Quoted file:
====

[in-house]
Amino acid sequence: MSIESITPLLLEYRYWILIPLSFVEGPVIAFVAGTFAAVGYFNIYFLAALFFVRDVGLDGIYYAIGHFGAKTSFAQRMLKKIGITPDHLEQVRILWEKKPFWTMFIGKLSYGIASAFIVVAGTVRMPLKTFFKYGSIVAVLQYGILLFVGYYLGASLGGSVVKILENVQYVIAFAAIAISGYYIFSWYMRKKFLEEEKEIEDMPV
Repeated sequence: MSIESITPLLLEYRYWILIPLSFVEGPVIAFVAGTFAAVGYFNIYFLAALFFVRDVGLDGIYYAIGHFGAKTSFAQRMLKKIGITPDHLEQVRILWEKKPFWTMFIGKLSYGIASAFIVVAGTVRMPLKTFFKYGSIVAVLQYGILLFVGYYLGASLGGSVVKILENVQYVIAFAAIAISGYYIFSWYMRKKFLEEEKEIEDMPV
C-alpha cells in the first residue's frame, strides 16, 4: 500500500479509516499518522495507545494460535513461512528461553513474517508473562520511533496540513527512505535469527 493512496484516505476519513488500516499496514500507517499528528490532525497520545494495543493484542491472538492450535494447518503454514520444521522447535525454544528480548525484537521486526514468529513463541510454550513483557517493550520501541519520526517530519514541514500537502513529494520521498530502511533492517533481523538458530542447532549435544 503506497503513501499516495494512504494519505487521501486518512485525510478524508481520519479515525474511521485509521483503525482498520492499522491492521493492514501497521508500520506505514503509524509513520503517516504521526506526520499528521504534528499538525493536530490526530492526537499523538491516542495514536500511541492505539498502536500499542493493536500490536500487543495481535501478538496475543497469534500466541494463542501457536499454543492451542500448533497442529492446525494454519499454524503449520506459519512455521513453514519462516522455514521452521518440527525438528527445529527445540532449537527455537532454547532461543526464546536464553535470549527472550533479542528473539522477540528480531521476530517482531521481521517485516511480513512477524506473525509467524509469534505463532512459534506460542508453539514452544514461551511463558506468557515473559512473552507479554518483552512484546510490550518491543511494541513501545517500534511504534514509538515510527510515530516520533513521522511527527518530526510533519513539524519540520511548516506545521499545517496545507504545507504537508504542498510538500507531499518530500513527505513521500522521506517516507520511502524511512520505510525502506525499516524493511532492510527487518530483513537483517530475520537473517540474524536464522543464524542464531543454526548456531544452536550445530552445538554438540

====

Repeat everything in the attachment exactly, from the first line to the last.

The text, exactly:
[in-house]
Amino acid sequence: MSIESITPLLLEYRYWILIPLSFVEGPVIAFVAGTFAAVGYFNIYFLAALFFVRDVGLDGIYYAIGHFGAKTSFAQRMLKKIGITPDHLEQVRILWEKKPFWTMFIGKLSYGIASAFIVVAGTVRMPLKTFFKYGSIVAVLQYGILLFVGYYLGASLGGSVVKILENVQYVIAFAAIAISGYYIFSWYMRKKFLEEEKEIEDMPV
Repeated sequence: MSIESITPLLLEYRYWILIPLSFVEGPVIAFVAGTFAAVGYFNIYFLAALFFVRDVGLDGIYYAIGHFGAKTSFAQRMLKKIGITPDHLEQVRILWEKKPFWTMFIGKLSYGIASAFIVVAGTVRMPLKTFFKYGSIVAVLQYGILLFVGYYLGASLGGSVVKILENVQYVIAFAAIAISGYYIFSWYMRKKFLEEEKEIEDMPV
C-alpha cells in the first residue's frame, strides 16, 4: 500500500479509516499518522495507545494460535513461512528461553513474517508473562520511533496540513527512505535469527 493512496484516505476519513488500516499496514500507517499528528490532525497520545494495543493484542491472538492450535494447518503454514520444521522447535525454544528480548525484537521486526514468529513463541510454550513483557517493550520501541519520526517530519514541514500537502513529494520521498530502511533492517533481523538458530542447532549435544 503506497503513501499516495494512504494519505487521501486518512485525510478524508481520519479515525474511521485509521483503525482498520492499522491492521493492514501497521508500520506505514503509524509513520503517516504521526506526520499528521504534528499538525493536530490526530492526537499523538491516542495514536500511541492505539498502536500499542493493536500490536500487543495481535501478538496475543497469534500466541494463542501457536499454543492451542500448533497442529492446525494454519499454524503449520506459519512455521513453514519462516522455514521452521518440527525438528527445529527445540532449537527455537532454547532461543526464546536464553535470549527472550533479542528473539522477540528480531521476530517482531521481521517485516511480513512477524506473525509467524509469534505463532512459534506460542508453539514452544514461551511463558506468557515473559512473552507479554518483552512484546510490550518491543511494541513501545517500534511504534514509538515510527510515530516520533513521522511527527518530526510533519513539524519540520511548516506545521499545517496545507504545507504537508504542498510538500507531499518530500513527505513521500522521506517516507520511502524511512520505510525502506525499516524493511532492510527487518530483513537483517530475520537473517540474524536464522543464524542464531543454526548456531544452536550445530552445538554438540